30 years have passed since world’s worst nuclear accident happened at the Chernobyl Nuclear Power Plant (ChNPP) in the former Soviet Union (currently, Ukraine). Photojournalist Kazuma Obara(Japan, 1985) explored Ukraine from February 2015 to April 2016. “Exposure” depicts the first 30 years of the life of an invisible girl who has been affected by the Chernobyl disaster. Just 5 months after the accident, Maria was born in Kiev which is located 100 km south from Chernobyl. She was a very sickly child and did not grow like a normal child. When she was 24 years old, she had operation and removed thyroid gland. Since then, she has to continue to take 10 to 20 pills everyday.
In his research in Ukraine, main problems of surviving victims are not visible; not obvious to other people. He wanted to capture the current situation and, moreover, he wanted people to imagine the invisible problems of the current situation. Images were created by old Ukrainian colour negative films which was found in the abandoned city named Pripyat located 5 km from the ChNPP.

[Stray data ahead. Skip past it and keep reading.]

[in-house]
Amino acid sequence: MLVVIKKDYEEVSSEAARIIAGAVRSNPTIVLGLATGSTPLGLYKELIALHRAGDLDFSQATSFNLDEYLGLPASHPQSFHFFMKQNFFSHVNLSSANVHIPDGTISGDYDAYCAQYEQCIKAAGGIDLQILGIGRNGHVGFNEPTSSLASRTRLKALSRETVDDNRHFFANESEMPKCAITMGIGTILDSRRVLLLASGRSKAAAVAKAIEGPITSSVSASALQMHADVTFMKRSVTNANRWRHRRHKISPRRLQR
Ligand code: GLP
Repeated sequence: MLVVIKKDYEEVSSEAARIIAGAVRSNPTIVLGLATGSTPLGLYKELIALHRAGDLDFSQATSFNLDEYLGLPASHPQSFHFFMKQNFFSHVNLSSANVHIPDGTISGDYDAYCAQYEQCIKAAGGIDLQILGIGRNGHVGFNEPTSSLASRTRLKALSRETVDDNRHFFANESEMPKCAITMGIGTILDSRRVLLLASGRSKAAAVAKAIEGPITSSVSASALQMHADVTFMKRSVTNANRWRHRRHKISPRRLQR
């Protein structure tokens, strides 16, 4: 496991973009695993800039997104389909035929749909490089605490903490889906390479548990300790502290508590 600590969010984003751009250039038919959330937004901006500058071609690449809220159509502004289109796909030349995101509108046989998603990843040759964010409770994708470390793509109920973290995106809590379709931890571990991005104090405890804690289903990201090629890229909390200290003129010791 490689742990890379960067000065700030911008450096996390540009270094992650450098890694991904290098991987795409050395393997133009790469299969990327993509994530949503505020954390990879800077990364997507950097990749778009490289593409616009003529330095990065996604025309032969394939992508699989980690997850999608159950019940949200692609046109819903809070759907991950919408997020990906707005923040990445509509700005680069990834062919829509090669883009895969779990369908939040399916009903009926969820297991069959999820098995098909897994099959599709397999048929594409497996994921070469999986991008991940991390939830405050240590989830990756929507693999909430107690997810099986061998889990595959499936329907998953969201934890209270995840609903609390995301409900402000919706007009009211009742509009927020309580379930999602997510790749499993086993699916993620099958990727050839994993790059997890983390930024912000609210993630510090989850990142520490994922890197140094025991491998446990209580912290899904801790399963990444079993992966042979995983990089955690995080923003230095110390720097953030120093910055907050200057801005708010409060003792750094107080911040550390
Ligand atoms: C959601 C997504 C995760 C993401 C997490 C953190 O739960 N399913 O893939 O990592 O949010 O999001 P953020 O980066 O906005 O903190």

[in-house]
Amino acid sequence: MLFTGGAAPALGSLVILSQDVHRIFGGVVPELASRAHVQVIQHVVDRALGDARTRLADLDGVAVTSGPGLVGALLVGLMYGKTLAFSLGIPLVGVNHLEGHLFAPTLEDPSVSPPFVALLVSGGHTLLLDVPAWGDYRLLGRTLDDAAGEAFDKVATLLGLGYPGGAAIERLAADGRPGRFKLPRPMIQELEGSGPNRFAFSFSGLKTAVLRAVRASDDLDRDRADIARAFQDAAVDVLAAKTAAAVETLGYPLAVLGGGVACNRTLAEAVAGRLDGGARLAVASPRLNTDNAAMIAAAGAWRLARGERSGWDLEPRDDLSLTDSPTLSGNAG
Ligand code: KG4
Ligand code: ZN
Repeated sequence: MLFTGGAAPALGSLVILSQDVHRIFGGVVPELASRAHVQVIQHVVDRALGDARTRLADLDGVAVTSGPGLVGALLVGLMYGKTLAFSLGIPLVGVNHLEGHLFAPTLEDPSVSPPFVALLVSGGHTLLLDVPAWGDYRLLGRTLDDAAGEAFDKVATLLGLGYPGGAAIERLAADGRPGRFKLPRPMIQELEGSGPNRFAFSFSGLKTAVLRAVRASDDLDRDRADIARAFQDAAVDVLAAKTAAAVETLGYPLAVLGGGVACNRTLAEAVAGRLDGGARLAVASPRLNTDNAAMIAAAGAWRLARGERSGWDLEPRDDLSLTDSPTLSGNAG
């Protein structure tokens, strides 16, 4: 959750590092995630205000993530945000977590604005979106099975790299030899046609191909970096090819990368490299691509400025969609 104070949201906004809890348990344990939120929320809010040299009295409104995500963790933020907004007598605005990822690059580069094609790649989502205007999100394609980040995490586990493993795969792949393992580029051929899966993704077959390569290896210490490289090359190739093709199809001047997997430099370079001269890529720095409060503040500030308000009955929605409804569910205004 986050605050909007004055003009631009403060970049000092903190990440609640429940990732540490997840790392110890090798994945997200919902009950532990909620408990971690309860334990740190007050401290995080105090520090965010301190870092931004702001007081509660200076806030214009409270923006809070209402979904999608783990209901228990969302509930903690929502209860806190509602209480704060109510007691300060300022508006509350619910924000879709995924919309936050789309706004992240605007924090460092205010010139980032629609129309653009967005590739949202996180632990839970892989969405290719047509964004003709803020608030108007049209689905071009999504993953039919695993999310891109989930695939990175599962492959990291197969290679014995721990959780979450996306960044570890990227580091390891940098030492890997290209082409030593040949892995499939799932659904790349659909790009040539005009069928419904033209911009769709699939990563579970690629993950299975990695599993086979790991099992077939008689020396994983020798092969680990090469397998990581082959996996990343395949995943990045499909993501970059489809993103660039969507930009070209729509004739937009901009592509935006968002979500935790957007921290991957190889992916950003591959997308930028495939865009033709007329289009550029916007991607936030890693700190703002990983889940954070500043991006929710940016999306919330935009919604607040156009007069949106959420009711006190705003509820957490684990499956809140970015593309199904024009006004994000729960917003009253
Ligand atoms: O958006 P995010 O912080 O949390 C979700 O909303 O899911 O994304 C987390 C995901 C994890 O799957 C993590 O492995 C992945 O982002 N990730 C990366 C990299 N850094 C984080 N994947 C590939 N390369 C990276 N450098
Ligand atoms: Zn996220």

Where exposure commonly denotes visibility and revelation, my images and the process by which they were made challenge that view. While my film was only recently ‘exposed’ in the conventional sense, it seems to be receiving exposure to radiation from the nuclear accident for the past years. Just like Maria, who had been exposed before birth, before visibility, and before volition, my use of this film, with its unruly and visually confusing character refuses the apparent instantaneity of the photographic image, instead calling the viewer to consider that our present lives bear the traces of a life-long and prenatal exposure to the world.